A former nursing home administrator in Coralville has been cited, warned and ordered to pay more than $1,000 in fees after he violated state law by involuntarily discharging a resident without providing written notice of the reason and the right to an appeal.
Steve Drobot, who was administrator for Windmill Manor nursing home between December 2008 and March 2010, also was charged with negligence and professional incompetence on allegations he failed to report incidents of dependent adult abuse, failed to ensure staff training, didn’t property oversee a director and failed to follow discharge procedures.
But, after a hearing before the Iowa Board of Nursing Home Administrators earlier this year, board members found insufficient evidence to support allegations of professional incompetence and negligence.
The board did find supporting evidence for the charge of violation of a regulation, rule or state law based on Drobot’s decision to discharge one patient to another facility on March 17, 2010, without any written notice giving a reason, without a notification of a right to appeal and without documentation of counseling.
Drobot, according to the board’s written findings issued Tuesday, argued that the involuntary discharge and notice requirements were not required because the family agreed to the discharge.
In the board’s decision, members agree that “there is no question that (Drobot) faced a very difficult situation when he received (a call) informing him that the facility was in ‘immediate jeopardy,’ which required immediate abatement.”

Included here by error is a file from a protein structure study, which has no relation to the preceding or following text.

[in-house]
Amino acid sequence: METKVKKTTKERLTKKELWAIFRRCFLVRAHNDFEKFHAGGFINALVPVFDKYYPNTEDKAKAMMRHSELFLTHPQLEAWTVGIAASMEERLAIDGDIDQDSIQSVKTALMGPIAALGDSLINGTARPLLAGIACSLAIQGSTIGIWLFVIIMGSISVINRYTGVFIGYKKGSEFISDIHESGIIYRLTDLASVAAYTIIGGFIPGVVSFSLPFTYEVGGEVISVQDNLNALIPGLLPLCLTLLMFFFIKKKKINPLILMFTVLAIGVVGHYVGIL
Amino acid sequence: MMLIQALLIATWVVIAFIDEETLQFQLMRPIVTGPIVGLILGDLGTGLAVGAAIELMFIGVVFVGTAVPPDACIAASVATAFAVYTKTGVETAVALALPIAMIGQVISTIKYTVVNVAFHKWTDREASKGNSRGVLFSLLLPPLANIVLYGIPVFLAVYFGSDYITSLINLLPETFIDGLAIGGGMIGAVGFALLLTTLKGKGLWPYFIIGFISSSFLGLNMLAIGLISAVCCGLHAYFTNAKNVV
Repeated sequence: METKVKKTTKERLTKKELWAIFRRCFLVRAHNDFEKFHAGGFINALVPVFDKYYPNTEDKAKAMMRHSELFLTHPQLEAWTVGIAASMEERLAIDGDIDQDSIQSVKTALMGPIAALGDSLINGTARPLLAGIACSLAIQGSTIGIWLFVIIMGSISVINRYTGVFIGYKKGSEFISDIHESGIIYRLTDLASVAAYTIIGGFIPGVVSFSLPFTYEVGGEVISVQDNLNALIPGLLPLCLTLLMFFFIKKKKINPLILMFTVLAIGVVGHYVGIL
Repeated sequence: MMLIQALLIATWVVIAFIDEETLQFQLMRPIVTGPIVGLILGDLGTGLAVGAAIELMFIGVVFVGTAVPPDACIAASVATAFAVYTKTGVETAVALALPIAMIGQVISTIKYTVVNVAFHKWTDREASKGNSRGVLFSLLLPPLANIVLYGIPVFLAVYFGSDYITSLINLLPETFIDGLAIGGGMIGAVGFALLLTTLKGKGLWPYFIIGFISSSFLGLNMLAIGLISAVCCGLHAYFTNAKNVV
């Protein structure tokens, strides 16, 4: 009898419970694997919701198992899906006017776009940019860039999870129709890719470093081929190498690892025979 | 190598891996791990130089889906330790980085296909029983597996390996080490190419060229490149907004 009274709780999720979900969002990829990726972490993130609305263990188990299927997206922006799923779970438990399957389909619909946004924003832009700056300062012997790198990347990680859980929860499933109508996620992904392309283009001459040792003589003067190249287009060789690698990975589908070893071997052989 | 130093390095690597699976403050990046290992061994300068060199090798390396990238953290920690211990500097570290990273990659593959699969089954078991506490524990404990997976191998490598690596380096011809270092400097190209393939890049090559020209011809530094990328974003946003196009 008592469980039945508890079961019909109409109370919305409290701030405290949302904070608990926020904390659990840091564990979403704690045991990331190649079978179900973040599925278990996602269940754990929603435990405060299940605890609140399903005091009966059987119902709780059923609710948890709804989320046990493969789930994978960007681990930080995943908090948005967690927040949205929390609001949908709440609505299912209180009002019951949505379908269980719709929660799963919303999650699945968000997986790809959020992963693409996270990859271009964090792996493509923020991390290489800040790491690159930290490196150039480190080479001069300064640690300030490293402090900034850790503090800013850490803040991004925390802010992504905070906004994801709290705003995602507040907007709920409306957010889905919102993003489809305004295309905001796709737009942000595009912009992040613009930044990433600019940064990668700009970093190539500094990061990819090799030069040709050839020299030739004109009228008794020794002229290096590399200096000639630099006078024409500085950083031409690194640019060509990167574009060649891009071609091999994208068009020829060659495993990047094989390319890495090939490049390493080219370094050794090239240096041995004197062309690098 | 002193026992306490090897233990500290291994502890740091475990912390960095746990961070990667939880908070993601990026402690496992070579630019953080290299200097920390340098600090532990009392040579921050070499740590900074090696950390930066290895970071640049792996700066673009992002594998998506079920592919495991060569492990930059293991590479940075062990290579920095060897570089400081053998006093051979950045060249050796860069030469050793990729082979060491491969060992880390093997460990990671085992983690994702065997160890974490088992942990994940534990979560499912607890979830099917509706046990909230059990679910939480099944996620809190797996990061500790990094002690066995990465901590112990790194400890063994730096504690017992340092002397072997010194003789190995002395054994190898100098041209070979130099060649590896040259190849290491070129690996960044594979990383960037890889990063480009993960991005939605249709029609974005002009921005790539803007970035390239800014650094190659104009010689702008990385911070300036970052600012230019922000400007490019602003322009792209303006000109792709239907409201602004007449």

Drobot was told he had to either provide one-to-one supervision for the resident or discharge him, according to the board’s decision. Drobot made contact with the resident’s daughter and led her to believe that her father had to be discharged either because the state required it or because the facility was in immediate danger of closing, according to the decision.
“It is clear that (the) daughter was not given clear or accurate information,” the decision states. “(The daughter) did not want to move her father but did not understand that she had any right to resist or appeal the discharge.”
In a separate case involving Windmill Manor, former director of nursing Karen Etter was charged with attempting to impede or interfere with a state representative after employees said Etter told them in May 2009 that if they reported issues to the state before telling her, they would be fired.
According to state records, a male resident in 2008 was found having sex with a female resident who had Alzheimer’s disease. State regulators said the woman could not have consented to sex because of her illness.
A nurse at Windmill Manor said Etter made threats to the staff in May 2009.
A Johnson County magistrate in August 2010 found Etter not guilty, stating in her written ruling that there was no pending investigation of the nursing home when Etter threatened to fire the employees.
Windmill Manor remains open in Coralville, and a current director or administrator was not available Wednesday to comment for this story.